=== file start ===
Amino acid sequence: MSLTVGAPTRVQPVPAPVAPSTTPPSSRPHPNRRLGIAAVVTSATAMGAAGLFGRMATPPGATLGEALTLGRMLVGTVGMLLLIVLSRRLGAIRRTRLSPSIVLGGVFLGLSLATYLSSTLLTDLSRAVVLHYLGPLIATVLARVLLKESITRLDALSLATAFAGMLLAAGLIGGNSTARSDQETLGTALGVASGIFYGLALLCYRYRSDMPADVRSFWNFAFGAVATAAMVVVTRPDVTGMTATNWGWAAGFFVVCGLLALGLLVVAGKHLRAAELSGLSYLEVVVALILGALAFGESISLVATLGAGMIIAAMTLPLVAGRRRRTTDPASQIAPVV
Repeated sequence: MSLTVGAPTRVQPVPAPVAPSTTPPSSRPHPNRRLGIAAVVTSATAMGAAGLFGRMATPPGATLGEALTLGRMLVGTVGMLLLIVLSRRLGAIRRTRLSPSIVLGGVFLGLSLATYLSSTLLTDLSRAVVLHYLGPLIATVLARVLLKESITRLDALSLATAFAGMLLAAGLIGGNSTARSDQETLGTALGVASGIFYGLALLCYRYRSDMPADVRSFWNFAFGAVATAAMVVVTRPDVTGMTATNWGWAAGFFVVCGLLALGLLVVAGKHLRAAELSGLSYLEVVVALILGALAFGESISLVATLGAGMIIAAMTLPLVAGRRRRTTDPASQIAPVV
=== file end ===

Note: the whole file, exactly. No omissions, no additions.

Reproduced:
Amino acid sequence: MSLTVGAPTRVQPVPAPVAPSTTPPSSRPHPNRRLGIAAVVTSATAMGAAGLFGRMATPPGATLGEALTLGRMLVGTVGMLLLIVLSRRLGAIRRTRLSPSIVLGGVFLGLSLATYLSSTLLTDLSRAVVLHYLGPLIATVLARVLLKESITRLDALSLATAFAGMLLAAGLIGGNSTARSDQETLGTALGVASGIFYGLALLCYRYRSDMPADVRSFWNFAFGAVATAAMVVVTRPDVTGMTATNWGWAAGFFVVCGLLALGLLVVAGKHLRAAELSGLSYLEVVVALILGALAFGESISLVATLGAGMIIAAMTLPLVAGRRRRTTDPASQIAPVV
Repeated sequence: MSLTVGAPTRVQPVPAPVAPSTTPPSSRPHPNRRLGIAAVVTSATAMGAAGLFGRMATPPGATLGEALTLGRMLVGTVGMLLLIVLSRRLGAIRRTRLSPSIVLGGVFLGLSLATYLSSTLLTDLSRAVVLHYLGPLIATVLARVLLKESITRLDALSLATAFAGMLLAAGLIGGNSTARSDQETLGTALGVASGIFYGLALLCYRYRSDMPADVRSFWNFAFGAVATAAMVVVTRPDVTGMTATNWGWAAGFFVVCGLLALGLLVVAGKHLRAAELSGLSYLEVVVALILGALAFGESISLVATLGAGMIIAAMTLPLVAGRRRRTTDPASQIAPVV